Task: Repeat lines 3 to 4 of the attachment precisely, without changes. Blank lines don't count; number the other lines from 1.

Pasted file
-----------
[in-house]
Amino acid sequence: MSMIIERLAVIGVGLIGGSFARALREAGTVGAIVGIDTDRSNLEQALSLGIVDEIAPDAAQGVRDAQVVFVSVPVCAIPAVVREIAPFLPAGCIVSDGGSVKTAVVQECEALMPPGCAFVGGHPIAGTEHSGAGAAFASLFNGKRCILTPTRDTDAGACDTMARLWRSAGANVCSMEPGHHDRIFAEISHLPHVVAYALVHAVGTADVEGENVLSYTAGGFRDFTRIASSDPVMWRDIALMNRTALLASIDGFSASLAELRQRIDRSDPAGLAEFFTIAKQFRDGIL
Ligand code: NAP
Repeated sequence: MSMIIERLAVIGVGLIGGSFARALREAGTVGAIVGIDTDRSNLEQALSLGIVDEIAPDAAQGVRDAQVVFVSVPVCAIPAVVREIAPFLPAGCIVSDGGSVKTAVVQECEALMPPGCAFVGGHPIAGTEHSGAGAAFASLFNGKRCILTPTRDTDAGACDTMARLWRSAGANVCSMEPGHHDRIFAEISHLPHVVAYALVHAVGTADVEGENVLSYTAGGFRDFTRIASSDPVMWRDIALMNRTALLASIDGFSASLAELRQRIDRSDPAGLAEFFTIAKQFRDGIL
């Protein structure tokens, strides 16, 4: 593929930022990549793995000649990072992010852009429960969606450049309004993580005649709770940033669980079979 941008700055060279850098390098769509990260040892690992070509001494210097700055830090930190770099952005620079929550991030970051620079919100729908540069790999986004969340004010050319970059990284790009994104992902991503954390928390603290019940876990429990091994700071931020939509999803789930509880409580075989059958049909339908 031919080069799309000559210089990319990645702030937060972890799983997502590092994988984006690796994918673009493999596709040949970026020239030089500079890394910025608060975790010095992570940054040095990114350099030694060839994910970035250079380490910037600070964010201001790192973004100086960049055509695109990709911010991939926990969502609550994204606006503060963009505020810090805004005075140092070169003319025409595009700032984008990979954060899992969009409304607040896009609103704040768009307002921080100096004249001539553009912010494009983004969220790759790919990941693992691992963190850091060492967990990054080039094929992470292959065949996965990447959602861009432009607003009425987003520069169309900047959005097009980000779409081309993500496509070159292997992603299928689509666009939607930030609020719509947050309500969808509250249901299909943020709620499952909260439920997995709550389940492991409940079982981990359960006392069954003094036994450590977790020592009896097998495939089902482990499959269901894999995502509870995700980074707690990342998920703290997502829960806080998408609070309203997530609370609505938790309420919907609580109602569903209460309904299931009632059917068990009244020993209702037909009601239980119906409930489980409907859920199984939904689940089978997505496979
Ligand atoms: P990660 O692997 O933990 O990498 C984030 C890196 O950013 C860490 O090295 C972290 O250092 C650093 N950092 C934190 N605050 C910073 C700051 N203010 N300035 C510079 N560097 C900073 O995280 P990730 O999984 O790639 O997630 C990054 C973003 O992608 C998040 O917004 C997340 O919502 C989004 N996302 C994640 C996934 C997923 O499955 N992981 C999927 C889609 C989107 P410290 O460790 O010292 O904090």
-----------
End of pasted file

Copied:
Ligand code: NAP
Repeated sequence: MSMIIERLAVIGVGLIGGSFARALREAGTVGAIVGIDTDRSNLEQALSLGIVDEIAPDAAQGVRDAQVVFVSVPVCAIPAVVREIAPFLPAGCIVSDGGSVKTAVVQECEALMPPGCAFVGGHPIAGTEHSGAGAAFASLFNGKRCILTPTRDTDAGACDTMARLWRSAGANVCSMEPGHHDRIFAEISHLPHVVAYALVHAVGTADVEGENVLSYTAGGFRDFTRIASSDPVMWRDIALMNRTALLASIDGFSASLAELRQRIDRSDPAGLAEFFTIAKQFRDGIL